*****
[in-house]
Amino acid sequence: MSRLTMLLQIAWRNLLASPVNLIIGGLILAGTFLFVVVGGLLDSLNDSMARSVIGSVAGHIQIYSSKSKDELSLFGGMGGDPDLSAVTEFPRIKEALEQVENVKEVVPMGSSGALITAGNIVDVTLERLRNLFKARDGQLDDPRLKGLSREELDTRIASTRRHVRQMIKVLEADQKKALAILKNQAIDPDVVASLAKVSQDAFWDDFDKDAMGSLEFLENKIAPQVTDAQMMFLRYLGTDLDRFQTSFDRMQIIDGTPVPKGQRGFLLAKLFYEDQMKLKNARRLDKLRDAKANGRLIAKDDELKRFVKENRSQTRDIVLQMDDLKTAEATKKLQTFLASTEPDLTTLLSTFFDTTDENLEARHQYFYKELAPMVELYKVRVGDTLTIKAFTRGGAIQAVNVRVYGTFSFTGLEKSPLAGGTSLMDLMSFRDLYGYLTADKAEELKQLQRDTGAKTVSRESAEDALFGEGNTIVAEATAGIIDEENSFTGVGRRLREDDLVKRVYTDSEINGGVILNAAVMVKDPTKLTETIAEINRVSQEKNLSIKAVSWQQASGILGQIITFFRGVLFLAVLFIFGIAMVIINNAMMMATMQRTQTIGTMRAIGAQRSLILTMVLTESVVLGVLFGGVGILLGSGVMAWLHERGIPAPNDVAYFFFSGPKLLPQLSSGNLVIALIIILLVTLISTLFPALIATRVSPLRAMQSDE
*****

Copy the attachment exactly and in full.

[in-house]
Amino acid sequence: MSRLTMLLQIAWRNLLASPVNLIIGGLILAGTFLFVVVGGLLDSLNDSMARSVIGSVAGHIQIYSSKSKDELSLFGGMGGDPDLSAVTEFPRIKEALEQVENVKEVVPMGSSGALITAGNIVDVTLERLRNLFKARDGQLDDPRLKGLSREELDTRIASTRRHVRQMIKVLEADQKKALAILKNQAIDPDVVASLAKVSQDAFWDDFDKDAMGSLEFLENKIAPQVTDAQMMFLRYLGTDLDRFQTSFDRMQIIDGTPVPKGQRGFLLAKLFYEDQMKLKNARRLDKLRDAKANGRLIAKDDELKRFVKENRSQTRDIVLQMDDLKTAEATKKLQTFLASTEPDLTTLLSTFFDTTDENLEARHQYFYKELAPMVELYKVRVGDTLTIKAFTRGGAIQAVNVRVYGTFSFTGLEKSPLAGGTSLMDLMSFRDLYGYLTADKAEELKQLQRDTGAKTVSRESAEDALFGEGNTIVAEATAGIIDEENSFTGVGRRLREDDLVKRVYTDSEINGGVILNAAVMVKDPTKLTETIAEINRVSQEKNLSIKAVSWQQASGILGQIITFFRGVLFLAVLFIFGIAMVIINNAMMMATMQRTQTIGTMRAIGAQRSLILTMVLTESVVLGVLFGGVGILLGSGVMAWLHERGIPAPNDVAYFFFSGPKLLPQLSSGNLVIALIIILLVTLISTLFPALIATRVSPLRAMQSDE